I’ve previously written about how amazing pelvic floor physical therapy (PT) was for me. It helped alleviate my chronic low back pain and helped me with bladder control. I wanted to talk with my therapist to hear more about pelvic floor physical health and how women can help themselves. Dr. Sarah Griffith is a physical therapist, mama of youngsters, and more.
Getting Started in Pelvic Floor Physical Therapy
Dr. Griffith has been a physical therapist for 9 years in outpatient orthopedic and sports, but switched to pelvic floor PT 3 years ago. Initially, she wasn’t interested in the specialty, but said, “God has a funny way of pushing us into things we tell Him we aren’t going to do.” Dr. Griffith went on to explain that she was motivated to learn more about the pelvic floor when she realized that she was treating all other surrounding areas on her patients, but not this critical part of the anatomy.
Pelvic Floor Health
When asked about common misconceptions regarding pelvic floor health, Dr. Griffith explained,
“It is normal to leak with cough, laugh, sneeze, jump, or after having a baby. IT IS NOT NORMAL! Also, sex should never be painful. Just because your mom, grandma, aunt, or best friend have had these symptoms, it is not normal. For too long, I think women and their symptoms were dismissed and racked up to “well you just had a baby” or “it’s just part of being a woman.”
As a result, by the time I see patients, a lot of times they have been having symptoms for 5, 10, 20+ years and have just been dealing with it thinking it was normal or “not a big enough problem.” When they get to me, they are often desperate for an answer and help. Speak up early so you can get the help you need before your symptoms worsen.” I know for myself I felt that my weakened bladder muscles were just the price my body paid for being able to carry and birth two babies. I’m glad I was able to get help when I did instead of waiting for years on end.
Tips for Helping Yourself
Sarah went on to say how important it is to prioritize self-care. Not just the kind where you treat yourself to a new purse or a manicure, but the kind where you listen to your body and advocate for yourself and your health. The top three tips Dr. Griffith wanted to share to help your pelvic floor health were:
- Drink the proper amount of fluids; about half your body weight in ounces with the majority of that being water. If you’re exercising/ sweating a lot you may want to increase your fluids.
- Peeing; your body should be relaxed when you pee. You shouldn’t need to push it out.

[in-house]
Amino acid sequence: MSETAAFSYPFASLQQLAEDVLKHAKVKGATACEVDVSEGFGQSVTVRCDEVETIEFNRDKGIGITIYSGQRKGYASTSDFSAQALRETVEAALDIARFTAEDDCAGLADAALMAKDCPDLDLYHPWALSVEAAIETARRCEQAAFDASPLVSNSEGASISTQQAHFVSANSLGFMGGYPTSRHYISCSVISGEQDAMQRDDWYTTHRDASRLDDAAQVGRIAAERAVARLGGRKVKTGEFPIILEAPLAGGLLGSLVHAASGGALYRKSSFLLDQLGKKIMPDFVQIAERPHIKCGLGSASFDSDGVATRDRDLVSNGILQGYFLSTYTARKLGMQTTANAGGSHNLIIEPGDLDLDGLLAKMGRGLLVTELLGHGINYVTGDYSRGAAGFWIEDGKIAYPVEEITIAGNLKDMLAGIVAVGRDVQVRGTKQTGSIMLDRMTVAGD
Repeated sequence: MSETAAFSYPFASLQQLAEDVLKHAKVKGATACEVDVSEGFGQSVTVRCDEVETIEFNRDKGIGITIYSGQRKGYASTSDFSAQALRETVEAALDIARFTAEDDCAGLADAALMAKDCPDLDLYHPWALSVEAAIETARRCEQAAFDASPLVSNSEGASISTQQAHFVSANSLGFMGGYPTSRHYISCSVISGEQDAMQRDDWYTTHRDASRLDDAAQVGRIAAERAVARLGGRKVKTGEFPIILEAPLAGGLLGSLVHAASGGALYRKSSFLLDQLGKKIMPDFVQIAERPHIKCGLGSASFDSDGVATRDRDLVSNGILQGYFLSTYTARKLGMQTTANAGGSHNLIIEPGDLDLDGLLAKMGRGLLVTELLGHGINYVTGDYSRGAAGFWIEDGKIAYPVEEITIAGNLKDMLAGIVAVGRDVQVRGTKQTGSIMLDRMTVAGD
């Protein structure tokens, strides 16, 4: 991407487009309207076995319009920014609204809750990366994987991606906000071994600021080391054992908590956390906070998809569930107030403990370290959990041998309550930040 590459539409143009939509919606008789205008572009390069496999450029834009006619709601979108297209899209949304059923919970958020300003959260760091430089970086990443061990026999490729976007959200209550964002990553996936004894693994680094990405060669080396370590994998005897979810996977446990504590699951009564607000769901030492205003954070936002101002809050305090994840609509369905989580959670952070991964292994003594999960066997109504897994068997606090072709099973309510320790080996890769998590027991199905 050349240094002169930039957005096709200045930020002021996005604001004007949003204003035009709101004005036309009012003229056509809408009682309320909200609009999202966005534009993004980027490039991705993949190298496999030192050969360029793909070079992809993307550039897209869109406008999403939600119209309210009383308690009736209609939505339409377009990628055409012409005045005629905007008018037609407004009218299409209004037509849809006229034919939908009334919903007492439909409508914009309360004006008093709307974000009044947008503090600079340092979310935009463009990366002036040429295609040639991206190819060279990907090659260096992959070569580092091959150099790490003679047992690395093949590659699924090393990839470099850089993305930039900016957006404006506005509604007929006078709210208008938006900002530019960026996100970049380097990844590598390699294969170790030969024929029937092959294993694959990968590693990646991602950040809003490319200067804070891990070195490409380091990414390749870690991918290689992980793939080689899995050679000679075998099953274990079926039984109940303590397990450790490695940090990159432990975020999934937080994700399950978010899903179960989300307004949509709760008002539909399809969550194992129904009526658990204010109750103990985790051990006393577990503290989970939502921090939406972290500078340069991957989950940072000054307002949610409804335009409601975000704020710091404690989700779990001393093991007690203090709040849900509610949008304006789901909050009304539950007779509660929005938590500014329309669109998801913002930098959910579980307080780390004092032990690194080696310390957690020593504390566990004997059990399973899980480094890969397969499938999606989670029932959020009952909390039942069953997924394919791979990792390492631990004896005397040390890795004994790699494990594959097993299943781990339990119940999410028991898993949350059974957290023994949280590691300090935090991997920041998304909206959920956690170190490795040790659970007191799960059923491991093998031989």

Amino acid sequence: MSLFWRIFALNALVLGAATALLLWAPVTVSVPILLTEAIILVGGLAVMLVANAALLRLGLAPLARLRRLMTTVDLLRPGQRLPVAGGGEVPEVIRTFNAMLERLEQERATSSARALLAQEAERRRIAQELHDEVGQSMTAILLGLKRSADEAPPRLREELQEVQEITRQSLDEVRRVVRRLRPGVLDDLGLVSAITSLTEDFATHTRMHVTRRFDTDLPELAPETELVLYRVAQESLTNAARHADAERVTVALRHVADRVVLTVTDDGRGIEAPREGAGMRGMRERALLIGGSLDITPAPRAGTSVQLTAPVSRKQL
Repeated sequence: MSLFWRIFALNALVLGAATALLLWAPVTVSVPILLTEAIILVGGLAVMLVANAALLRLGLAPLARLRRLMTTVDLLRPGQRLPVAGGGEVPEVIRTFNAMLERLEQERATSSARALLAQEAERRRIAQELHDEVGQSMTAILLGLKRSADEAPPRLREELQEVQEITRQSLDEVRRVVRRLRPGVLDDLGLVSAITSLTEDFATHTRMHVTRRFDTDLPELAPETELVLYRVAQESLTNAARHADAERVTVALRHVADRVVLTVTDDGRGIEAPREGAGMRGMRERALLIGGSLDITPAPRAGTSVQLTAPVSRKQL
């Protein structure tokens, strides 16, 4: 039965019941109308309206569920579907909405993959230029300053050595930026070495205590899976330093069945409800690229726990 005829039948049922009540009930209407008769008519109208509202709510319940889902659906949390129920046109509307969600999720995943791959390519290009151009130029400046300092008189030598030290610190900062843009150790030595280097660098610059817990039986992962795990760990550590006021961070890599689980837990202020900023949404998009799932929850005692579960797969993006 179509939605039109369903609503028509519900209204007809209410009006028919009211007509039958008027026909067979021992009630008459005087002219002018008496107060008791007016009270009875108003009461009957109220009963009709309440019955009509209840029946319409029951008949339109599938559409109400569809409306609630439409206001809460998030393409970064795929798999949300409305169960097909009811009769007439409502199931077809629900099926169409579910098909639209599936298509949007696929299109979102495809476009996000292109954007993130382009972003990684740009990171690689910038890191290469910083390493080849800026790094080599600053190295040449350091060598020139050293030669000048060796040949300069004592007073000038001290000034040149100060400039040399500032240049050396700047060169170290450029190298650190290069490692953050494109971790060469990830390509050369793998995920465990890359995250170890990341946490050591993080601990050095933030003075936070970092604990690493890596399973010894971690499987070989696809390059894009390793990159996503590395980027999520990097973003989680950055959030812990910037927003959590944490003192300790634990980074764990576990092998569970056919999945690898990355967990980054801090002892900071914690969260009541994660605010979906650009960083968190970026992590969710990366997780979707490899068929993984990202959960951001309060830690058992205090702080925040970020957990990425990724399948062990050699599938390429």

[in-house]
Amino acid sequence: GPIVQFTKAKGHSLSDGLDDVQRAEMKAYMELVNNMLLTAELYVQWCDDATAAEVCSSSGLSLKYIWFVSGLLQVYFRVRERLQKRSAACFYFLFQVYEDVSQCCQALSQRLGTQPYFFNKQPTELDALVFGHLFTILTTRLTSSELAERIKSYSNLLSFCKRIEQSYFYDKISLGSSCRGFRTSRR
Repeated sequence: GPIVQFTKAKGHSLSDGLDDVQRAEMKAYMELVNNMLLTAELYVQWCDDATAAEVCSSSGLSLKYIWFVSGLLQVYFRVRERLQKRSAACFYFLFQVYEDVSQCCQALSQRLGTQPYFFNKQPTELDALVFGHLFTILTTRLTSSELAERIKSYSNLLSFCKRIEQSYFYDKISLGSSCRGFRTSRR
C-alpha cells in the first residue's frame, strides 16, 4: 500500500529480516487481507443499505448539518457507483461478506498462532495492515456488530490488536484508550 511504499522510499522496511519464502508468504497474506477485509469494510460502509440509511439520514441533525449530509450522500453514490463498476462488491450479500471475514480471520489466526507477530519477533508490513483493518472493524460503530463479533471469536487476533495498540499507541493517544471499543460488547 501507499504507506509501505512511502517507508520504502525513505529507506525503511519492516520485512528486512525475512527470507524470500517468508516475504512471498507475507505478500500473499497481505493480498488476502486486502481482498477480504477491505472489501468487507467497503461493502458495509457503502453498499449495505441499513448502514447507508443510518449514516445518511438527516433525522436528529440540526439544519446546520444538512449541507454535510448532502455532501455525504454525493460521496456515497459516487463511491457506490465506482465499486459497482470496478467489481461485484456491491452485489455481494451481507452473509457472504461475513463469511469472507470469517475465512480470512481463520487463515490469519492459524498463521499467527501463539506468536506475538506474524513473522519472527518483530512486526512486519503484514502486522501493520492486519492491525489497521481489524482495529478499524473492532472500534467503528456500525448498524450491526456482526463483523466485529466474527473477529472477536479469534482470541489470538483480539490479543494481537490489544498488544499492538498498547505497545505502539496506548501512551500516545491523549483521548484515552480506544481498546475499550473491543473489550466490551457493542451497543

- Bowel Movements; use a step stool to get your knees above your hips, take a few deep breaths, and relax your pelvic floor muscles. Toddler mamas, just use the step stool your kiddo uses to help get the proper position!
She went on to emphasize that some women actually need to learn how to relax their pelvic floor before learning to strengthen it. Having high muscle tone in the pelvic floor can cause urinary urgency, painful sex, and pelvic cramping/low back pain. So it’s important to learn the root cause of your problems instead of just jumping into the pelvic floor training video you saw on Tik Tok.
Learning More About Sarah’s Home Life
I asked Sarah what she loves about her job and she went on to say that she loves the bond she develops with her patients because she gets to see them for 6-10 hours. She can also relate to many of her patients who are young moms too. She loves helping women feel better so that they can help care for the people who need them. Her favorite part of being a mom is learning what it means to love someone else unconditionally, even when not in control. As a boy mom to a 5-year-old and 2-year-old, she’s constantly on the move. She says, “Being a mom is the most rewarding, hardest job in the world, but I wouldn’t trade it for the world! It’s my real job and purpose that drives me to help others.”
By interviewing Dr. Griffith I’ve learned more about her motivations for helping other women, her love of God and her children, and other ways to help me physically be the best mom I can be for my littles. A big thank you to Sarah for taking the time to answer all of my questions and to all of those working in healthcare who are trying to help others!